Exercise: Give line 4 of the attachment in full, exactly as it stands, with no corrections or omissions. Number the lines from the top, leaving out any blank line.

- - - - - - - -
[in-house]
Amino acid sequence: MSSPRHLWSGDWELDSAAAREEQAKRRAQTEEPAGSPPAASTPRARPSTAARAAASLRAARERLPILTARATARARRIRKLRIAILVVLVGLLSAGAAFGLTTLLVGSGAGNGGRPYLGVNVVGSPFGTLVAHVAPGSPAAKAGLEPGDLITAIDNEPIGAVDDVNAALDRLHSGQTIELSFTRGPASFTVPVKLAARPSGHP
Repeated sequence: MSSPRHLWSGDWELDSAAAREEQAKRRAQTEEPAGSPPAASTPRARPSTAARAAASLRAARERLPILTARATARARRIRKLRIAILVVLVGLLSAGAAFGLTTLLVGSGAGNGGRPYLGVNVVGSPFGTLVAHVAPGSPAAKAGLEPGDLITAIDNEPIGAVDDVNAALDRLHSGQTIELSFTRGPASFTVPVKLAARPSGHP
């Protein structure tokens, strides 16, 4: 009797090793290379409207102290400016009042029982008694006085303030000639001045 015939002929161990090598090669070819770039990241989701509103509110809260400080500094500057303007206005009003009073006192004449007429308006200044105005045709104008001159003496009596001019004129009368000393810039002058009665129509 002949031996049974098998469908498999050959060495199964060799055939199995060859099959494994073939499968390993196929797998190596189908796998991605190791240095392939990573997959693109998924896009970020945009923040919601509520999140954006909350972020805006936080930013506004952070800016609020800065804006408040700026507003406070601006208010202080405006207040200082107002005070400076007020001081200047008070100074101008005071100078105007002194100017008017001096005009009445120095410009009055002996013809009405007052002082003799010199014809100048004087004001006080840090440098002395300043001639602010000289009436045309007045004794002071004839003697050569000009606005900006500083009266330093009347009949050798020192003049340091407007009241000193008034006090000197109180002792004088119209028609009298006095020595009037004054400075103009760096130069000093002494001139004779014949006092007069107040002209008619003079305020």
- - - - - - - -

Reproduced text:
């Protein structure tokens, strides 16, 4: 009797090793290379409207102290400016009042029982008694006085303030000639001045 015939002929161990090598090669070819770039990241989701509103509110809260400080500094500057303007206005009003009073006192004449007429308006200044105005045709104008001159003496009596001019004129009368000393810039002058009665129509 002949031996049974098998469908498999050959060495199964060799055939199995060859099959494994073939499968390993196929797998190596189908796998991605190791240095392939990573997959693109998924896009970020945009923040919601509520999140954006909350972020805006936080930013506004952070800016609020800065804006408040700026507003406070601006208010202080405006207040200082107002005070400076007020001081200047008070100074101008005071100078105007002194100017008017001096005009009445120095410009009055002996013809009405007052002082003799010199014809100048004087004001006080840090440098002395300043001639602010000289009436045309007045004794002071004839003697050569000009606005900006500083009266330093009347009949050798020192003049340091407007009241000193008034006090000197109180002792004088119209028609009298006095020595009037004054400075103009760096130069000093002494001139004779014949006092007069107040002209008619003079305020």